Big data. It's a popular term characterized by the three Vs: the volume, variety and velocity at which companies collect data that flows from traditional databases, financial transactions, weather patterns, point-of-sale (POS) terminals, beacons, sensors, clickstreams, social media, log files and myriad other sources. Now it's time to add radio frequency identification data to the mix, as organizations track and manage assets, inventory, tools and other things and people in real or near-real time—across supply chains and within factories, stores, hospitals, construction sites, stadiums and other venues.
Already, companies that have deployed RFID solutions are collecting accurate data automatically. They are dramatically reducing—if not eliminating—errors that result from manual tracking, including the use of bar codes. These organizations have gained visibility into the what, when, where and why of business processes, so they can turn a basic tracking tool into a business-intelligence tool and even a predictive analytics solution that can help them understand events and boost operational efficiencies and productivity while reducing costs and improving customer service.
Consider, for example, a food manufacturer or pharmaceutical firm that is RFID-tagging perishable goods and tracking them through the supply chain. If the product is monitored with a temperature sensor, the company can also receive alerts if the item is exposed to conditions that fall outside acceptable parameters. If that RFID data is also combined with historical sales data, weather data, POS data and social- media data, both the manufacturer and logistics provider can get a broader and deeper understanding of demand and consumption patterns and use this information to optimize production and shipments, Schlesinger says.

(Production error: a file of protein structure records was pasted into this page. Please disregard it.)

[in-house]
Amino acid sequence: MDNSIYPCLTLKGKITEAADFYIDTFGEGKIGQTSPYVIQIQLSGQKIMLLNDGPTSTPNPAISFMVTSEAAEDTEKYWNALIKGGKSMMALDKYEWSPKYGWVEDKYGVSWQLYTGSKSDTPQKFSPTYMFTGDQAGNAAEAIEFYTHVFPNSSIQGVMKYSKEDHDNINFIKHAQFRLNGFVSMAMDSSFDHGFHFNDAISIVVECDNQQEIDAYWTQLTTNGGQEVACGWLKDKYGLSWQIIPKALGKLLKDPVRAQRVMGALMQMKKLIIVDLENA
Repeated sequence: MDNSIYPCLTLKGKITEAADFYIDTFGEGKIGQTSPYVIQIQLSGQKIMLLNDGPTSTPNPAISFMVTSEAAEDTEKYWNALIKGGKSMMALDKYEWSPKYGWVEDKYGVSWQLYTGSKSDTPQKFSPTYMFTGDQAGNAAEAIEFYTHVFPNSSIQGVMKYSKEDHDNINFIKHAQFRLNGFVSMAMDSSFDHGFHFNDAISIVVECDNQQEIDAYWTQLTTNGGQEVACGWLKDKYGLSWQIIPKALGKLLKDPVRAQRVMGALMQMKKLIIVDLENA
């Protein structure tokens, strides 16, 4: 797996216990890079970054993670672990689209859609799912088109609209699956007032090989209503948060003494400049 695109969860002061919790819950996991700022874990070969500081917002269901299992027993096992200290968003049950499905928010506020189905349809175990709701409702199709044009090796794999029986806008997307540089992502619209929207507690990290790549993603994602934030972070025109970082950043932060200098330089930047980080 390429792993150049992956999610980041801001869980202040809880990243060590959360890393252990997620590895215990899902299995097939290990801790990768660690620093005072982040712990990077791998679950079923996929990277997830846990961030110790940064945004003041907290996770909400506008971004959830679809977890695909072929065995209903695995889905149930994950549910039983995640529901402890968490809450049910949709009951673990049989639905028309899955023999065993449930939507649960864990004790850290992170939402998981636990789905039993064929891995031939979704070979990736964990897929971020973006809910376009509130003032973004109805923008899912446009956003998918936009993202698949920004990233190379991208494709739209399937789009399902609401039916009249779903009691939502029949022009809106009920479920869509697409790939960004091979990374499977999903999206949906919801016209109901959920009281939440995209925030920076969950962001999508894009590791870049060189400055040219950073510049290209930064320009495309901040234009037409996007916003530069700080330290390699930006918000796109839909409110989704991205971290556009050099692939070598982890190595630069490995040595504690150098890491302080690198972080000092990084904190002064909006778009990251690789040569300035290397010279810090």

Similarly, big data can revolutionize interactions with customers. A department store retailer, for example, could use RFID to track shipments and products at an item level, POS data to monitor demand and social media sentiment data to understand consumer preferences. By combining this data, it's possible to gain a holistic view of the marketplace. It's also possible to use beacons for real-time, highly customized promotions, says Bill Hardgrave, dean of the Harbert College of Business at Auburn University and founder of the RFID Lab. "A business is able to adopt an omnichannel and highly personalized approach that takes customer interactions to an entirely different level," he says.
Industry experts agree that in the near future RFID and other big data will play an essential role in business, by making new insights possible across a wide swath of industries. "Big data is now at the center of everything," says Antonella Mei Pochtler, a senior partner and managing director at Boston Consulting Group (BCG).
Big data "slides the dial" from a reactive mode based on reports and data after the fact to a proactive mode that uses software algorithms and predictive analytics to make better decisions, says Mark Beyer, research VP at consulting firm Gartner. In this environment, there's a need for new thinking and new skills. Organizations must identify critical data and how elements intersect, tie together data sets, and break down silos that prevent them from achieving maximum returns.
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